Discussions with some of the groaners has brought out their disappointment with what they see as a cop-out, yielding to traditional sexist notions, perhaps even strengthening them, since Amy’s action defies traditional morality, and sexism goes deeper than Christianity.
This interpretation ignores the patterned play of ironies of earlier scenes, or dismisses them as mere “play”. The defence against this view acknowledges that even the radical individual might fall in love. Love, however unpredictable and advisable by the standards of security fetishism, is not to be gainsayed.
If Amy Jolly is still in bondage to sexist values, then kicking off her shoes in the hot sand is absurd, escapist, self-annihilating – and even our groans should be legion. However, if Amy Jolly is a self-defined person, free of sex roles – except in as much as she turns them against society – can not her action, with all its prospect of misery and disappointment, be seen as not selfish but radically self-serving, i.e., liberated?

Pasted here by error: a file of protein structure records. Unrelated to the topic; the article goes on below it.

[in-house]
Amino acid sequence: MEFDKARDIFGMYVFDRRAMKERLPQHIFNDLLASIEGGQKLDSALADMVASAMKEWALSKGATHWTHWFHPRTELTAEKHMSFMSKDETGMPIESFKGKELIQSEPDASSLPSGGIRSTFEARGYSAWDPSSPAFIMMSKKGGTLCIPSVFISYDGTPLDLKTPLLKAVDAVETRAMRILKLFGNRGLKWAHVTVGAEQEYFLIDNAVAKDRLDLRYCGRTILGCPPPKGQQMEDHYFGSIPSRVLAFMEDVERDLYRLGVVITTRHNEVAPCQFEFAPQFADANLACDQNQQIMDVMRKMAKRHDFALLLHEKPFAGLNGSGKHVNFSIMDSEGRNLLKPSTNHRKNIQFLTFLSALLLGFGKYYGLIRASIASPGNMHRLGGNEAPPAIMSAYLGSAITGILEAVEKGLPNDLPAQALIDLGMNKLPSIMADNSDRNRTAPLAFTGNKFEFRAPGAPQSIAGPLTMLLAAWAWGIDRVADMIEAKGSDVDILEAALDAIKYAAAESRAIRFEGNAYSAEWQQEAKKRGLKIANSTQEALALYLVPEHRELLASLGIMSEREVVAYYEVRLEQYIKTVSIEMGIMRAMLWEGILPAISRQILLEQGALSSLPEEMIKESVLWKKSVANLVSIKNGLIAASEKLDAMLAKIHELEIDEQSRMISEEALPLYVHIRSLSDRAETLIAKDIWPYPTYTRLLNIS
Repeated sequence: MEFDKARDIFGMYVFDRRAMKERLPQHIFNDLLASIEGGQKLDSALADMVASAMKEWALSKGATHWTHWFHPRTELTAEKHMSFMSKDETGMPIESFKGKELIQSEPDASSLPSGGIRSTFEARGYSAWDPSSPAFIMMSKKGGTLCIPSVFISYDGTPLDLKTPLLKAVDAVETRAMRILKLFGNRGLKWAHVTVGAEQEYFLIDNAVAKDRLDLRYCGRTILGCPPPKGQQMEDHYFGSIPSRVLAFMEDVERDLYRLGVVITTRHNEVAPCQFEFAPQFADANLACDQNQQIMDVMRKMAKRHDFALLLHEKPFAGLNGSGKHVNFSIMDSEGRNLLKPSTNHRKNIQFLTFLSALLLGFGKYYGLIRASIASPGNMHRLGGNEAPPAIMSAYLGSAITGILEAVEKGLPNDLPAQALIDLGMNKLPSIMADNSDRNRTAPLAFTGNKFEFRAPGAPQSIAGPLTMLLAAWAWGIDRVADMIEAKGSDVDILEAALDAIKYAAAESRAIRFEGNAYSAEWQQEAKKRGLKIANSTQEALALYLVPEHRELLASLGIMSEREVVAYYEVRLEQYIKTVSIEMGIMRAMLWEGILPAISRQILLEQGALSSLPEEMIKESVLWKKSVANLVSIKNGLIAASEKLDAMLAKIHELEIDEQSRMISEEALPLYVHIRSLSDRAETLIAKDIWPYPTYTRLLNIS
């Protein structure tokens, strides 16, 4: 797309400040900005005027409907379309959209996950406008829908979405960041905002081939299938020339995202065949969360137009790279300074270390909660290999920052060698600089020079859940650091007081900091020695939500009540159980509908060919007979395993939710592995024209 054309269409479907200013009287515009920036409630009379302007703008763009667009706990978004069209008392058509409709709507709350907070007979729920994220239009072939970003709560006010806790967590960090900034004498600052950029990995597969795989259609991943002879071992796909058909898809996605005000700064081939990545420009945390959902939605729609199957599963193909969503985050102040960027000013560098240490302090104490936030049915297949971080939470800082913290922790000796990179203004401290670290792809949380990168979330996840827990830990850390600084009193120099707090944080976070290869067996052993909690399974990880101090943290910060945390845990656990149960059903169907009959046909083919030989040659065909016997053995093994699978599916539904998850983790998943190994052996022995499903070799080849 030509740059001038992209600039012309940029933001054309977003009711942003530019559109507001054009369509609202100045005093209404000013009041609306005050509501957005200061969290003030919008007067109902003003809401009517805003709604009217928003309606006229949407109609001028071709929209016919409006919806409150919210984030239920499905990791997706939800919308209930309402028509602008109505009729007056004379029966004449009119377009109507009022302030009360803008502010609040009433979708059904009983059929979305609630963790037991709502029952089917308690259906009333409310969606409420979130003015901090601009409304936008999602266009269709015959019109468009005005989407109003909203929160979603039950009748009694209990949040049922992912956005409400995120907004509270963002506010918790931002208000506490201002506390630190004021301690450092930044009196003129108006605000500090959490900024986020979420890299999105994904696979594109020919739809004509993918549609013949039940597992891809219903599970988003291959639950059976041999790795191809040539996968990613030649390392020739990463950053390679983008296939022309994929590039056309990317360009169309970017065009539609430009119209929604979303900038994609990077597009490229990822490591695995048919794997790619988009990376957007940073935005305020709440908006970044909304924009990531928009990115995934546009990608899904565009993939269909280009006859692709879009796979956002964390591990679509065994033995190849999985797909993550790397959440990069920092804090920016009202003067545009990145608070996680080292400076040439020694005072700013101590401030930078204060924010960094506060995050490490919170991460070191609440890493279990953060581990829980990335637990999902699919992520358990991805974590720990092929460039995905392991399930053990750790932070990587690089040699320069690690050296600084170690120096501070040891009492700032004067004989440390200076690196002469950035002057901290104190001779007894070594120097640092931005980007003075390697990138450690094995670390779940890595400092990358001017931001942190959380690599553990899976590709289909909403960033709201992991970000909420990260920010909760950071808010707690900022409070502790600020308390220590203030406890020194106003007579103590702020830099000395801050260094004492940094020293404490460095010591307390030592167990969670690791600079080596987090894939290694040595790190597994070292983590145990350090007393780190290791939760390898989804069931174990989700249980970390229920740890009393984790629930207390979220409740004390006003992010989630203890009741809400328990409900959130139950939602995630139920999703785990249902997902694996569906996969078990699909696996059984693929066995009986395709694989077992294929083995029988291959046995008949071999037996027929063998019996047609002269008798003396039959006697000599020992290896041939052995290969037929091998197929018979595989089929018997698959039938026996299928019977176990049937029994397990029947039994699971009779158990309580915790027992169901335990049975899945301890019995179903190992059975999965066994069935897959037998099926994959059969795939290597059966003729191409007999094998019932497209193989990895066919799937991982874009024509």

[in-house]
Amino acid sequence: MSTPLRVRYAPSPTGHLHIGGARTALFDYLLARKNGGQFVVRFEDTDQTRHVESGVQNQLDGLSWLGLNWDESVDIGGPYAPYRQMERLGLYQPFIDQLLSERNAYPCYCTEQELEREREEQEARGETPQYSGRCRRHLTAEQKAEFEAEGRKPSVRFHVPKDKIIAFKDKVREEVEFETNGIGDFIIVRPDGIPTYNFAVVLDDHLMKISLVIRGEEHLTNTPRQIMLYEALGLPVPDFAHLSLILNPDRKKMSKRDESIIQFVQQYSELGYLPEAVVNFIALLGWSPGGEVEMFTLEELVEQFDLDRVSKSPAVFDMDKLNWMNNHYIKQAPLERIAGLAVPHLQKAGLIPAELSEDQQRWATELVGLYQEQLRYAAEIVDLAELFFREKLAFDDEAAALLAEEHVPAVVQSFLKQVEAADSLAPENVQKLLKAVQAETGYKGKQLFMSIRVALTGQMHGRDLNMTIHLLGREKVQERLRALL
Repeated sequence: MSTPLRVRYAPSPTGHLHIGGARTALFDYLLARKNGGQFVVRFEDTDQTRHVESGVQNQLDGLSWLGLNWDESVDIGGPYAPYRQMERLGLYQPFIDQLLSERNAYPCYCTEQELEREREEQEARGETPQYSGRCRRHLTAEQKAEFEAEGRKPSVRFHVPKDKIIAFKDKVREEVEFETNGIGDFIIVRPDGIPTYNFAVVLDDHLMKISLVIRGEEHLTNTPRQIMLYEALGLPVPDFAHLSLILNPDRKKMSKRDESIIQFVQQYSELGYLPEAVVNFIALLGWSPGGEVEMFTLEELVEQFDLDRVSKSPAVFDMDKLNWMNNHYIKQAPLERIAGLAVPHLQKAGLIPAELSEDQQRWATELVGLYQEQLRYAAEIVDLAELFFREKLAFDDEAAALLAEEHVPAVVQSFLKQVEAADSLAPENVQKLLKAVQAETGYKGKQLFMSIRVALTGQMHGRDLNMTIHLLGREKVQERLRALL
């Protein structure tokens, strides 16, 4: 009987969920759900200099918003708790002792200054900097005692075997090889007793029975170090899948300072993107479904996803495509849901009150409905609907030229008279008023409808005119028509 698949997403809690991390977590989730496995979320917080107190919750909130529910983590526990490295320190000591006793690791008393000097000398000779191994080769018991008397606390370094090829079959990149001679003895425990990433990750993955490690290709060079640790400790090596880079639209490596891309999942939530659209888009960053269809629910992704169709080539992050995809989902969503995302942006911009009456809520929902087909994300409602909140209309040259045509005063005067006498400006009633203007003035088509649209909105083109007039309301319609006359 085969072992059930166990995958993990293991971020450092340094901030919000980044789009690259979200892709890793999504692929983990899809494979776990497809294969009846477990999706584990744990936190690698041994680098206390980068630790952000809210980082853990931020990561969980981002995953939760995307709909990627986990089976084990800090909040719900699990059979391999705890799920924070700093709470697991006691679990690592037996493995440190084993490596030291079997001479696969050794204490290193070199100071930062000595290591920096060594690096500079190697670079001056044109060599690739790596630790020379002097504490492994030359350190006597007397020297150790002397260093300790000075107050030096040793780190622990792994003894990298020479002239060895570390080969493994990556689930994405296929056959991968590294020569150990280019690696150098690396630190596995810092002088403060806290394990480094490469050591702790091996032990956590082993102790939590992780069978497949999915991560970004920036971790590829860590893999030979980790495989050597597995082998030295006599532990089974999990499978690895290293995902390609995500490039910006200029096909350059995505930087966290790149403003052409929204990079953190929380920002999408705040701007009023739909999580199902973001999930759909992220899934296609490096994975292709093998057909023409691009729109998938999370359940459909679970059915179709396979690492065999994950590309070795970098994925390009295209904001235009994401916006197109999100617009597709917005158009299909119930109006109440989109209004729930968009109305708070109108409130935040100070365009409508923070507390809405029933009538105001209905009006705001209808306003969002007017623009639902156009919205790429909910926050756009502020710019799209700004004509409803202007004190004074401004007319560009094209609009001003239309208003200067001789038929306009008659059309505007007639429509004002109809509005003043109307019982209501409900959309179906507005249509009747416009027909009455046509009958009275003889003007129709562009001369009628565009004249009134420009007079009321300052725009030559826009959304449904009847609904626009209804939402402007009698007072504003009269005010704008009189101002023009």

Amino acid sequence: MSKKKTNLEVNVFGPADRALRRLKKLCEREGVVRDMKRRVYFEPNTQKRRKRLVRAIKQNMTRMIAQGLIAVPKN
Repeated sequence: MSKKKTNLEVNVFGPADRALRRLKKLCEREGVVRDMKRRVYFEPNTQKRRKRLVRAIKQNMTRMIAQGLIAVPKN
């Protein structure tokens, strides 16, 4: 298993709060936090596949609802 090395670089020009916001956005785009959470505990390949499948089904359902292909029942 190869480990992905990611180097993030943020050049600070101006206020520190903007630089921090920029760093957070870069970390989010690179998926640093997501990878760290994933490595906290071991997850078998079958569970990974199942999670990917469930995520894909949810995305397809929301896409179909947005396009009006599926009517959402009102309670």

Is this too radical a defence, to say that those who scoff at Amy’s march into the desert are still in bondage, not to sexism but to the subtler values of security fetishism, by which this culture inhibits true individuality in its members?
There isn’t the space here for a full-scale critique. Just to mention in passing that all three principal characters make their separate sacrifices (Amy’s is possibly the easiest of the three to make), that Brown and Bessiere have a strangely tension-free Oedipal relationship and that Bessiere is the only sympathetic male character, the only one not tainted by absurdity, in all seven films of the Dietrich cycle.
Blonde Venus may seem a minor work by comparison with Morocco. It is not as sublime or as beautiful, its parts not as seamlessly matched, and its ending is even more open to question. However, it has moments of piercing transcendence of the multilayered emotional racketeering which our culture enshrines in its institutions.
Few of von Sternberg’s films are likely to be accepted as pro-feminist by the standards of today’s protagonists, but all of them are anti-masculinist. Blonde Venus stands second only to Dishonored in its loathing of the social and personal mechanisms of oppression which males have erected (!) in our society.